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About the Lund Blackbird Project

Should I stay or should I go? Immune function as a driver of partial migration

Blackbirds are partial migrants – meaning that some individuals will migrate during winter, whilst others will remain resident all year round. Our project aims to find out what drives these decisions. In particular, we are looking at whether the immune system of each bird plays a role.

Each summer our team catches, marks and collects biometric data from multiple blackbirds in Lund. This involves setting up mist nets (made from a fine mesh) that are specifically designed to safely catch birds in flight. Birds are then marked with a unique combination of colour rings and a small blood sample is taken. We also record a couple of other measurements, such as weight and wing length. The whole process is carried out at the capture site and takes just a few minutes, after which the birds are released.

Some of our birds have also been fitted with a radio transmitter that can be detected by our remote receivers. These tags are hard to see, but look like a ‘bump’ on the bird's back and have a thin antenna, longer than the bird's tail. The radio tags can tell us whether the bird is in Lund, but not their exact location… Therefore, we rely solely on re-sightings to know exactly where are birds are and what they are up to. This is where we need your help! Sightings of any of our birds in people's gardens or public spaces will be extremely useful to build a picture of their movements at a local scale and to confirm their migratory status.

Using the data collected, we hope to find out how many of our birds in Lund migrate and why. These data may also provide a unique insight into how urban birds behave and valuable information regarding blackbird physiology and health. Any reports provided by you will significantly contribute to this project and our scientific understanding of this species.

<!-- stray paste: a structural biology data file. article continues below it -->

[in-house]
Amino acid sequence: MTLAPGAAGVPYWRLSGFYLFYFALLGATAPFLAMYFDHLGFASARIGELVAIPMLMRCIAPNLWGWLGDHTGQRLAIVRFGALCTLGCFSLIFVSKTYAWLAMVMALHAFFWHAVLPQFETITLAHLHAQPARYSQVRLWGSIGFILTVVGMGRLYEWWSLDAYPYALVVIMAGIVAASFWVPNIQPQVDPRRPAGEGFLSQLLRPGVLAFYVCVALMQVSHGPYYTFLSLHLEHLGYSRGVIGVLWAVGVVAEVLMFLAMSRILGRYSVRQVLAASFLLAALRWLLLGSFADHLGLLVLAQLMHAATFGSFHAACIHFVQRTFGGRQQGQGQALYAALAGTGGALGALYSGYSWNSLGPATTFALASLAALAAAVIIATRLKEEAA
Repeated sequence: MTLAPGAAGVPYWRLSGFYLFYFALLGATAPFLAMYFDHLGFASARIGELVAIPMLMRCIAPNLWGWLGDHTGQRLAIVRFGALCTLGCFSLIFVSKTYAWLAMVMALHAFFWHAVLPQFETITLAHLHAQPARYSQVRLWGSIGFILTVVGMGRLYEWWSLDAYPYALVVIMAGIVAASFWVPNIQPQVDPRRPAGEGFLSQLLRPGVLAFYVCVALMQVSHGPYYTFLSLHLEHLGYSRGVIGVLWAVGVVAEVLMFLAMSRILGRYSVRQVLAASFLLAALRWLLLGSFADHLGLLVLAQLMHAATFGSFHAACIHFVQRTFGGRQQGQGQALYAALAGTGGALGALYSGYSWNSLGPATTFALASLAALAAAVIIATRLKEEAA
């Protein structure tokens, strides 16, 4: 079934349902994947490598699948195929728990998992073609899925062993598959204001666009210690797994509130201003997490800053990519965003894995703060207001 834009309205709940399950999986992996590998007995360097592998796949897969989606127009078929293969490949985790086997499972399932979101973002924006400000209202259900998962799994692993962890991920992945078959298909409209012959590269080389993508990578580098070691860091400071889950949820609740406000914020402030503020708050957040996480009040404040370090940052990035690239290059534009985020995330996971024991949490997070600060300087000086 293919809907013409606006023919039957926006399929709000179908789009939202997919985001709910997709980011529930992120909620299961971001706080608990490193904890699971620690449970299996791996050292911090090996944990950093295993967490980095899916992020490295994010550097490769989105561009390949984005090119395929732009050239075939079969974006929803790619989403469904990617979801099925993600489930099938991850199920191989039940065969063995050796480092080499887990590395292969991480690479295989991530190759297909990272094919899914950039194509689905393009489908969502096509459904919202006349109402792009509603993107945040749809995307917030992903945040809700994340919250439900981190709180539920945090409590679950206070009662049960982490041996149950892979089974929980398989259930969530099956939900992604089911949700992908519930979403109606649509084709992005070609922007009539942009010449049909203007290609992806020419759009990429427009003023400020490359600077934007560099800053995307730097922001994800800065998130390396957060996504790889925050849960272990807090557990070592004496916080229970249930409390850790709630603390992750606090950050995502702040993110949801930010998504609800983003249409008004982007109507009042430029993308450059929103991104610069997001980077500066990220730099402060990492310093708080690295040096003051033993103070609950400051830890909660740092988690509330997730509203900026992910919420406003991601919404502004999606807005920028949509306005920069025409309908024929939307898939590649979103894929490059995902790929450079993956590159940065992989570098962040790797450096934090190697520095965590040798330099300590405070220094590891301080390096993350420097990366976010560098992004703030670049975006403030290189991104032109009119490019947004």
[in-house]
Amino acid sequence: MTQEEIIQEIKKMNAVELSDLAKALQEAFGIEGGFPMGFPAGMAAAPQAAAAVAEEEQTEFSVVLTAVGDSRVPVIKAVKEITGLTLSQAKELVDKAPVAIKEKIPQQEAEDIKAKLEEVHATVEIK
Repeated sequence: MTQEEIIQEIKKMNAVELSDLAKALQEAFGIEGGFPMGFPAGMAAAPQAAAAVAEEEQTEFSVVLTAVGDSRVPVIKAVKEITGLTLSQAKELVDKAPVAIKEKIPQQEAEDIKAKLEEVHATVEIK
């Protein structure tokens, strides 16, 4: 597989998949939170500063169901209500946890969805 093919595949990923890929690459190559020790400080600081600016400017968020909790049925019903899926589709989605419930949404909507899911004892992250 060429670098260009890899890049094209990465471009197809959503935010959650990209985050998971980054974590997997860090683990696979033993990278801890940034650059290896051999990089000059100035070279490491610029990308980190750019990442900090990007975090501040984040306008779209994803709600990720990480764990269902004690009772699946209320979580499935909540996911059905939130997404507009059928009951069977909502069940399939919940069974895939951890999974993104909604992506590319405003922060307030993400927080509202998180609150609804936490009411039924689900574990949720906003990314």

A scientific description of the project at Lund University's Research Portal

The Team

Our team is based in the Department of Biology at Lund University. If you see anyone putting up nets, holding a bird or walking around Lund with a large antenna, good chances are it will be one of us!

We are always on the lookout for more team members to help with the fieldwork season. If you are looking for fieldwork experience and/or have an interest in ornithology – please contact Arne Hegemann (Arne [dot] Hegemann [at] biol [dot] lu [dot] se).

Arne Hegemann

Porträtt av Arne Hegemann. Foto.

Arne is the project lead and began collecting data for the Lund Blackbird Project in 2019. Arne started his research career studying skylark ecophysiology (PhD, University of Groningen). Since 2014, Arne has been working at Lund University, where he has built a programme of research to investigate the link between animal physiology and ecology – particularly the interaction between the immune system and migration.

Arne Hegemann's scientific publications on Lund University's Research Portal

Other team members

Since 2019, many people have participated and helped in the project. From 2020 to 2022, Rosie Lennon worked as a postdoc in the project. The project has also resulted in two MSc theses (Josefin Gunnarsson and Shivani Ronanki) and five BSc theses (Jekaterina Bengtsson, Linnea Rosberg, Rasmus Schierup, Julia Romson, and Maria Hyltman).

Furthermore, a large number of students and interns have participated in the project and gained valuable and appreciated training and experience with fieldwork. Too many to mention them all, but we would like to mention a few that were of particular help (apart from those students mentioned above): Unai Ormazabal, Malin Klumpp, Lisa Vergin, Lucie Bonnet, Lydwin Wagenaar, Anna George, and Louise Schmitt.

We are also thankful to the many members of the public who have contributed resightings over the years or let us enter their property to observe and catch blackbirds.

A bird with rings on its legs and an antennae on its back. Photo.

Colour-ringed bird with radio tag.

The sun is shining in a forest. Photo.

A birds-eye view, just before the net.